But the reality for most of us is that when we practice, we often do so with strangers or with people we casually encounter. It's not that difficult being nice to strangers or casual acquaintances because there is no emotional baggage here. Whatever connections we have with them is from another lifetime, and the circumstances are now forgotten.

Others we regularly interact with are co-workers or friends. But our time spent with them is relatively short. We leave work at the end of the day. After a get-together, we separate. We only need to be patient and caring for so long, and then we can go home and emotionally "put our feet up."

With family members, the involvement usually becomes deeper. But while the connection is close here, we have times apart from those we are related or married to. We leave to go to work. We have separate interests. We have breaks from one another.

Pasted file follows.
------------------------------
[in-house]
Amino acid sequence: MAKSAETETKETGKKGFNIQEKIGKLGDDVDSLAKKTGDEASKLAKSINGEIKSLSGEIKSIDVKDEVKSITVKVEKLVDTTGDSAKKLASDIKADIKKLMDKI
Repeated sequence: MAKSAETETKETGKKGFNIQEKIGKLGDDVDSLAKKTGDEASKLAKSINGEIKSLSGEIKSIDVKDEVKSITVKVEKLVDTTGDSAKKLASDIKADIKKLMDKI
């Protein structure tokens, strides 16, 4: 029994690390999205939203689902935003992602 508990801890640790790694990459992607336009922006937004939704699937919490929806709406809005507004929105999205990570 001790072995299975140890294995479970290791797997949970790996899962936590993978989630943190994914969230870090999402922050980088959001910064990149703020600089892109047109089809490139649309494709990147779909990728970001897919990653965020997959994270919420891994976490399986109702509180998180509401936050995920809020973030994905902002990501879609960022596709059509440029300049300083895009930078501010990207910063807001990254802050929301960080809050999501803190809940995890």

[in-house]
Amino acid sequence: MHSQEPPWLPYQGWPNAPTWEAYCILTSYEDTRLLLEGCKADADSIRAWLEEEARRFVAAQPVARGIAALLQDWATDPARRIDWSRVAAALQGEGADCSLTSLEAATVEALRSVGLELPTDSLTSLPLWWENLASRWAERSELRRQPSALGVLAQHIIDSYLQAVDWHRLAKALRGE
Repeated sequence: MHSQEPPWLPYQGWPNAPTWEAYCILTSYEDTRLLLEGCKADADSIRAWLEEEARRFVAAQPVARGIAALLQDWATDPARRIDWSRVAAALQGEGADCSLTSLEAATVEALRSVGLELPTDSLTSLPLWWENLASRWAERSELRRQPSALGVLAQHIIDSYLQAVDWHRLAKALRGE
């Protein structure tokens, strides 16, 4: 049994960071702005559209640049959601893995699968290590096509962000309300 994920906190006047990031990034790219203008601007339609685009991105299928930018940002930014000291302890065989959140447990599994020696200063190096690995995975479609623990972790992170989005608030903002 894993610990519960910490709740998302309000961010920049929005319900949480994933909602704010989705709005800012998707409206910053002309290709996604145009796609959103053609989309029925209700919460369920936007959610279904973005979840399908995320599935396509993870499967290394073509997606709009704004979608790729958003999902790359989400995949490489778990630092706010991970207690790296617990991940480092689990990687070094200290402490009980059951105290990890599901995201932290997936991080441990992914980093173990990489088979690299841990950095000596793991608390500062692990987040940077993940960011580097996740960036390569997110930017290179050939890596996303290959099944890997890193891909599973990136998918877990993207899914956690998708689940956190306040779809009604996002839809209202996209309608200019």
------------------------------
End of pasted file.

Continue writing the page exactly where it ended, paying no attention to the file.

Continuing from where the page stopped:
And yet in all these situations, how often are we able to react perfectly or with the four minds?

What I have here is an opportunity. An opportunity to repay my unrepayable debt of kindness to my mother. But I also have another opportunity. I have a responsibility to pass on the teachings of the Buddhas. Actually, it is much more than a responsibility for it is a joy and a privilege to be able to teach the way to end suffering and attain happiness. But the possibilities to do this are currently limited. It is difficult to leave for more than a few hours at a time and those times are limited in number. What I do have a great deal of is time, time spent in my mother's home—time at my computer.

And so I write, hoping to deepen my practice and to be of help.